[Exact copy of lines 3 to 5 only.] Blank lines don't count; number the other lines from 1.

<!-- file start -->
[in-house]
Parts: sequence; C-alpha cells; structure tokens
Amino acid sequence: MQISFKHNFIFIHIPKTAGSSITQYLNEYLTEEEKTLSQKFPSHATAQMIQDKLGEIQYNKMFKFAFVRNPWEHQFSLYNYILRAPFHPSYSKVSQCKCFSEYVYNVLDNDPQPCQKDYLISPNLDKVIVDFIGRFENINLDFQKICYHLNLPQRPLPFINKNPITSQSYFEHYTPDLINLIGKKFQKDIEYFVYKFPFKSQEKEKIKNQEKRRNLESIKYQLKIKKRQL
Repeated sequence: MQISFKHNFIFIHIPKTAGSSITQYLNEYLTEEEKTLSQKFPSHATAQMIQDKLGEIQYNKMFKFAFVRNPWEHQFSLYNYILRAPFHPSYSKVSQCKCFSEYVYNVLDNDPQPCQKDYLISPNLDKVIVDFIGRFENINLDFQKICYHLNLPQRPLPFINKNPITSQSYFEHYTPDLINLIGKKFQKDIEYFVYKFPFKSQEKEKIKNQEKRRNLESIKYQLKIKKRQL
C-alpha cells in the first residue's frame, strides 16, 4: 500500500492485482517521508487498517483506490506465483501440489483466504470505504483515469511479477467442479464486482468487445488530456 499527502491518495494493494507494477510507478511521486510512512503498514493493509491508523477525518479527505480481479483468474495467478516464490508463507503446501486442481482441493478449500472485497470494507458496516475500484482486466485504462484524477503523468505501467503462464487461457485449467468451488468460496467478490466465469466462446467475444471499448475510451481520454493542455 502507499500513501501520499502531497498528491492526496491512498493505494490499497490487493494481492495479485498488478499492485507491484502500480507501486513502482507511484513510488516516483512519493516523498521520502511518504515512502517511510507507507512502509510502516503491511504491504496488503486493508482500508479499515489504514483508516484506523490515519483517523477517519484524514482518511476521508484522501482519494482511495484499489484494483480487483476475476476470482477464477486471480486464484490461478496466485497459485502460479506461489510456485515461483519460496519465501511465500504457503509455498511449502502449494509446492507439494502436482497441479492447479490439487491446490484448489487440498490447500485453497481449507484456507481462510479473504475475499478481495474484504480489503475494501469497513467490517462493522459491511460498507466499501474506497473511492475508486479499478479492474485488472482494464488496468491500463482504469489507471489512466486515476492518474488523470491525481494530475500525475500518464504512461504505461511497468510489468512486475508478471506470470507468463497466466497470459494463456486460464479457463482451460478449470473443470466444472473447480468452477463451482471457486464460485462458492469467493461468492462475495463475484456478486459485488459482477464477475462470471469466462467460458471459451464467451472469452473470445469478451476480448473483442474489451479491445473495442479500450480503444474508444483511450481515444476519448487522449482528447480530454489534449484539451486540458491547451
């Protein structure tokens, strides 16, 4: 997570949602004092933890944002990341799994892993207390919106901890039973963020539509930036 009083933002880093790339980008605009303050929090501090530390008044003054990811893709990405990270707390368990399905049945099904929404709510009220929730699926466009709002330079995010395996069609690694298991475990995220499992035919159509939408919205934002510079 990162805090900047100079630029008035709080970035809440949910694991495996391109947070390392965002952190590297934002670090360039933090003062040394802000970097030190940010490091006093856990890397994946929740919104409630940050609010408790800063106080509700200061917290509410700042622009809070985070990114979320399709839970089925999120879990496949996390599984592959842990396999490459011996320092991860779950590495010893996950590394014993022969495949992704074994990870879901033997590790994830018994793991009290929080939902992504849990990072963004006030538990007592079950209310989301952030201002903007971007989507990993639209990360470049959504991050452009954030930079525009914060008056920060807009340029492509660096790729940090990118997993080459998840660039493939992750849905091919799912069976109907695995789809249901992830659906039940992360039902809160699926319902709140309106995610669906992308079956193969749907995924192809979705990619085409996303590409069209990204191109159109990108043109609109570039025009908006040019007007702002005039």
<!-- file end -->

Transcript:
Amino acid sequence: MQISFKHNFIFIHIPKTAGSSITQYLNEYLTEEEKTLSQKFPSHATAQMIQDKLGEIQYNKMFKFAFVRNPWEHQFSLYNYILRAPFHPSYSKVSQCKCFSEYVYNVLDNDPQPCQKDYLISPNLDKVIVDFIGRFENINLDFQKICYHLNLPQRPLPFINKNPITSQSYFEHYTPDLINLIGKKFQKDIEYFVYKFPFKSQEKEKIKNQEKRRNLESIKYQLKIKKRQL
Repeated sequence: MQISFKHNFIFIHIPKTAGSSITQYLNEYLTEEEKTLSQKFPSHATAQMIQDKLGEIQYNKMFKFAFVRNPWEHQFSLYNYILRAPFHPSYSKVSQCKCFSEYVYNVLDNDPQPCQKDYLISPNLDKVIVDFIGRFENINLDFQKICYHLNLPQRPLPFINKNPITSQSYFEHYTPDLINLIGKKFQKDIEYFVYKFPFKSQEKEKIKNQEKRRNLESIKYQLKIKKRQL
C-alpha cells in the first residue's frame, strides 16, 4: 500500500492485482517521508487498517483506490506465483501440489483466504470505504483515469511479477467442479464486482468487445488530456 499527502491518495494493494507494477510507478511521486510512512503498514493493509491508523477525518479527505480481479483468474495467478516464490508463507503446501486442481482441493478449500472485497470494507458496516475500484482486466485504462484524477503523468505501467503462464487461457485449467468451488468460496467478490466465469466462446467475444471499448475510451481520454493542455 502507499500513501501520499502531497498528491492526496491512498493505494490499497490487493494481492495479485498488478499492485507491484502500480507501486513502482507511484513510488516516483512519493516523498521520502511518504515512502517511510507507507512502509510502516503491511504491504496488503486493508482500508479499515489504514483508516484506523490515519483517523477517519484524514482518511476521508484522501482519494482511495484499489484494483480487483476475476476470482477464477486471480486464484490461478496466485497459485502460479506461489510456485515461483519460496519465501511465500504457503509455498511449502502449494509446492507439494502436482497441479492447479490439487491446490484448489487440498490447500485453497481449507484456507481462510479473504475475499478481495474484504480489503475494501469497513467490517462493522459491511460498507466499501474506497473511492475508486479499478479492474485488472482494464488496468491500463482504469489507471489512466486515476492518474488523470491525481494530475500525475500518464504512461504505461511497468510489468512486475508478471506470470507468463497466466497470459494463456486460464479457463482451460478449470473443470466444472473447480468452477463451482471457486464460485462458492469467493461468492462475495463475484456478486459485488459482477464477475462470471469466462467460458471459451464467451472469452473470445469478451476480448473483442474489451479491445473495442479500450480503444474508444483511450481515444476519448487522449482528447480530454489534449484539451486540458491547451